Saturday, August 20, 2022

Keeping Kids Safe With, Not With, Their Families – Foster Care, Transformed

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More than 672,000 children spent time in foster care in 2019, according to Children’s Rights, and on any given day, more than 400,000 children in the US are living in foster care. Due to staffing and job shortages, the child welfare system struggles to meet the needs of children and families. dr. Amelia Franck Meyer, a child welfare veteran and social entrepreneur, believes that providing children with an “uninterrupted sense of belonging” is key to children’s prosperity. She founded Alia Innovations, a national “do-tank” that supports child welfare leaders to work with parents and young people to transform child welfare/foster care. Manmeet Mehta from Ashoka spoke to Dr. Franck Meyer on what an evolved system would look like, how we get there, and the costs and long-term savings of reforms.

Manmeet Mehta: Amelia, why is belonging so important in childhood?

Amelia Franck Meyer: Because children are vulnerable, and they know it, security comes from having a consistent, nurturing protector who can provide an interrupted sense of belonging. Children do better when their protector is someone they know, trust and love. For decades, we’ve assumed that physical safety is more important than belonging, even if it means moving from house to house. But research overwhelmingly shows that moving children between caregivers has long-term predictive negative effects on children. If parents can’t keep a child safe, we help systems to identify someone in their family or an already trusted adult.

Mehta: Let’s take a step back: how does the foster care system work? How do children get in and how do they move through the system?

Frank Meijer: Neglect accounts for more than 80% of children entering shelters, often linked to substance abuse and parental poverty issues and other issues that disproportionately affect communities of color due to the effects of systemic racism. Once in the system, black, brown and indigenous children are disproportionately separated from their families compared to white children. Black children in America have a 53% chance of being screened as potential victims of child abuse by the time they turn 18. That is 16% higher than for all children combined.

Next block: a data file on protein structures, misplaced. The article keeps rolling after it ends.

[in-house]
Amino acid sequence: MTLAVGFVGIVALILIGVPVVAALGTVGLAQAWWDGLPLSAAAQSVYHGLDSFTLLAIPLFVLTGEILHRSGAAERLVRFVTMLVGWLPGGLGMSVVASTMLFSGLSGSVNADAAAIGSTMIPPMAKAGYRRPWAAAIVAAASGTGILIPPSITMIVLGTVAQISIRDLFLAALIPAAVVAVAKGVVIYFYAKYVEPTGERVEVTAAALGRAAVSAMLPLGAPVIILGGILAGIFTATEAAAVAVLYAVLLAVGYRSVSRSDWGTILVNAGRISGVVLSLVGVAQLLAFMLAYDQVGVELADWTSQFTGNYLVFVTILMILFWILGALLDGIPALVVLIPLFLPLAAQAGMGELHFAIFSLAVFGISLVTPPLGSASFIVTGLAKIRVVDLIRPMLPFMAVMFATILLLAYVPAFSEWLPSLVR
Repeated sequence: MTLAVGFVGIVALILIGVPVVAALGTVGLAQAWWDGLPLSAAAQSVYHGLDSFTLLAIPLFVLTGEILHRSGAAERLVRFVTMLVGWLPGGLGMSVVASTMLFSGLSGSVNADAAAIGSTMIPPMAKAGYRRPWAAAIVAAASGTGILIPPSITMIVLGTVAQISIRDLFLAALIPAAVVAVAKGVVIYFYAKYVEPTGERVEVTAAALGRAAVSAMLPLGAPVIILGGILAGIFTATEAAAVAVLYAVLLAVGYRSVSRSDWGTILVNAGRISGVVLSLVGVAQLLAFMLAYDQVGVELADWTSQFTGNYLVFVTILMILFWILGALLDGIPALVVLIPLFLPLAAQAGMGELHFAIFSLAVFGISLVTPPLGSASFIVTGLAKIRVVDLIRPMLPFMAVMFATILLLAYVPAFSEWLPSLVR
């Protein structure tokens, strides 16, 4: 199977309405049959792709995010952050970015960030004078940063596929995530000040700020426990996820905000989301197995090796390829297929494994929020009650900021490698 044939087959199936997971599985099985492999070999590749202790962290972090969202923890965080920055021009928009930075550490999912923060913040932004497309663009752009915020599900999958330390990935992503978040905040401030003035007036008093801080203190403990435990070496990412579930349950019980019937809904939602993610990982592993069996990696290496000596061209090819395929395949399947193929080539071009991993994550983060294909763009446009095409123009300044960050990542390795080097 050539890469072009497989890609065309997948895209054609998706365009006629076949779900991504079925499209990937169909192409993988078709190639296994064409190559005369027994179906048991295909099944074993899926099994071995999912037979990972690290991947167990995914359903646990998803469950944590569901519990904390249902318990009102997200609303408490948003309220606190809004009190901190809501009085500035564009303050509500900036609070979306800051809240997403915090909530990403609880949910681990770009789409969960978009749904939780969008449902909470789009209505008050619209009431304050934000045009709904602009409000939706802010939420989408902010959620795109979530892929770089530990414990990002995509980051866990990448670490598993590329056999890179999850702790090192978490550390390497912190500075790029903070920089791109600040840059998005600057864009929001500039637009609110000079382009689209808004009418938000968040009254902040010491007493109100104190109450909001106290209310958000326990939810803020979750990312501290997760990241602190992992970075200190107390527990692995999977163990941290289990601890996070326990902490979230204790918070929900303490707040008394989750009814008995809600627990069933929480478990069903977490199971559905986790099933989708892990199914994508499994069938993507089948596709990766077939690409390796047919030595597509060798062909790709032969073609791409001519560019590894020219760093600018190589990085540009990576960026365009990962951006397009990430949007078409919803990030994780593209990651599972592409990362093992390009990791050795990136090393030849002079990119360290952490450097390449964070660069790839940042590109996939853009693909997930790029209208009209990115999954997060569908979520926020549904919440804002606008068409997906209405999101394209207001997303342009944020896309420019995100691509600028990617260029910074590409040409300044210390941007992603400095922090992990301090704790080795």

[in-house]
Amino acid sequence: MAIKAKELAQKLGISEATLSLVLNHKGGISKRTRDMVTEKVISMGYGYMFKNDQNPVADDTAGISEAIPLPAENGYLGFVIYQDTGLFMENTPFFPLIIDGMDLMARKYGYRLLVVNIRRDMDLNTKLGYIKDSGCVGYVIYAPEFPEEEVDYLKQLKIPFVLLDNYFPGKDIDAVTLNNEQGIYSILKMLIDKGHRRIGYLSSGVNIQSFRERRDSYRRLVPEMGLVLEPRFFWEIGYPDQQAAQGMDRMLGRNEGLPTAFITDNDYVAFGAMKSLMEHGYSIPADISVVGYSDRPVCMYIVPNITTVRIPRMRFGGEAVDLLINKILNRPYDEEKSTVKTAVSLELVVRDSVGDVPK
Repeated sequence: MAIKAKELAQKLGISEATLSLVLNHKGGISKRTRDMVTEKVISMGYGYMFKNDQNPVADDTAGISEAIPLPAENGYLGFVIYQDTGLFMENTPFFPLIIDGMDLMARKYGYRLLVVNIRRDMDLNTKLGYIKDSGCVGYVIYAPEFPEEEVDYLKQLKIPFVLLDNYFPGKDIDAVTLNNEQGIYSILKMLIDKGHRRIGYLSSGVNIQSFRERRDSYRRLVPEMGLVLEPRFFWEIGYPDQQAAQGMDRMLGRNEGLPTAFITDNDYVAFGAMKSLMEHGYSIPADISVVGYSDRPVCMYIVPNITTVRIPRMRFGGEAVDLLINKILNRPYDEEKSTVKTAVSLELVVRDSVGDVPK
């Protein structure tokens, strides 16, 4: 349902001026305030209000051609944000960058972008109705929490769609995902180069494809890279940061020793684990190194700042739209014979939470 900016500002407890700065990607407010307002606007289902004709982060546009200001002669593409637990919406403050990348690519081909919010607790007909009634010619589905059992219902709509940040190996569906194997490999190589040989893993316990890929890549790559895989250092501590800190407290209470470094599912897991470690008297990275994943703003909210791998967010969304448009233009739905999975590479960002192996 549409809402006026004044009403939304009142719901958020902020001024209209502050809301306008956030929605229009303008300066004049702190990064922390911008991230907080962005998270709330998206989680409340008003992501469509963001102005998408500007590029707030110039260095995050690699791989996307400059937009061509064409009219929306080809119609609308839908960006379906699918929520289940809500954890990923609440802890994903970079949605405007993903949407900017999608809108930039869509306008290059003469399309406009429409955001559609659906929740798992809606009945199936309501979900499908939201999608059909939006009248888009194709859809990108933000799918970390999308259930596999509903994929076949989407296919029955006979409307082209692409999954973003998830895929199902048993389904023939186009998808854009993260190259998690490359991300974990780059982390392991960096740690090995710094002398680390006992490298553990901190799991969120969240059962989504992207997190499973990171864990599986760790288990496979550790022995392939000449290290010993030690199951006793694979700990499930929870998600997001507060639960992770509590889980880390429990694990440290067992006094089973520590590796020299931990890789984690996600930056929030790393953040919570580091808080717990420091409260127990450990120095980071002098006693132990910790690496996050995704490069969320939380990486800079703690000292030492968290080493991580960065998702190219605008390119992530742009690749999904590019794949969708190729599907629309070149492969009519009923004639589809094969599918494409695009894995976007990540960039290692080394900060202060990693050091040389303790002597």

Mehta: What cultural assumptions make up this system?

Frank Meijer: As a society, we tend to punish those who hurt or neglect children by taking the children away. But it is actually the children who are being punished by this. We need to question this cultural need to punish, and the idea that children can be redistributed to unrelated persons or institutional institutions without consequence. We must also challenge the assumption that the quality of parenting is not related to personal circumstances that can lead to conditions such as poverty or substance use. In other words, we need to think about ‘what happened to the parents’, rather than ‘what’s wrong’ with them.

Mehta: What is your vision for orienting the foster care system towards belonging?

Frank Meijer: The current system perpetuates intergenerational traumas. When parents are punished, their children become disconnected and vulnerable to perpetuating the cycle. To prevent this, we must not only make sure that children are safe, but that their parents get what they need to raise them safely. This means that the provision of family support needs to be reconsidered, as only funding is currently made available after the child is separated from his parents. The goal is to shift resources toward supporting families, and to have that support come from community-based systems rather than the government having removal powers when a family is struggling.

Mehta: To change the system, you have to work closely with the system…

Frank Meijer: Yes. At Alia, we work with innovators and early adopters who know things need to change, but who need help to make that change happen. Using tools designed together with people with experience, Alia prepares system leaders to be trusted partners so they can co-design new ways of working with parents, youth and others without causing further harm. To change mindsets, refocus resources, and transform practices, it’s critical that leaders do their own work first to share power and collaborate more deeply with people with lived expertise.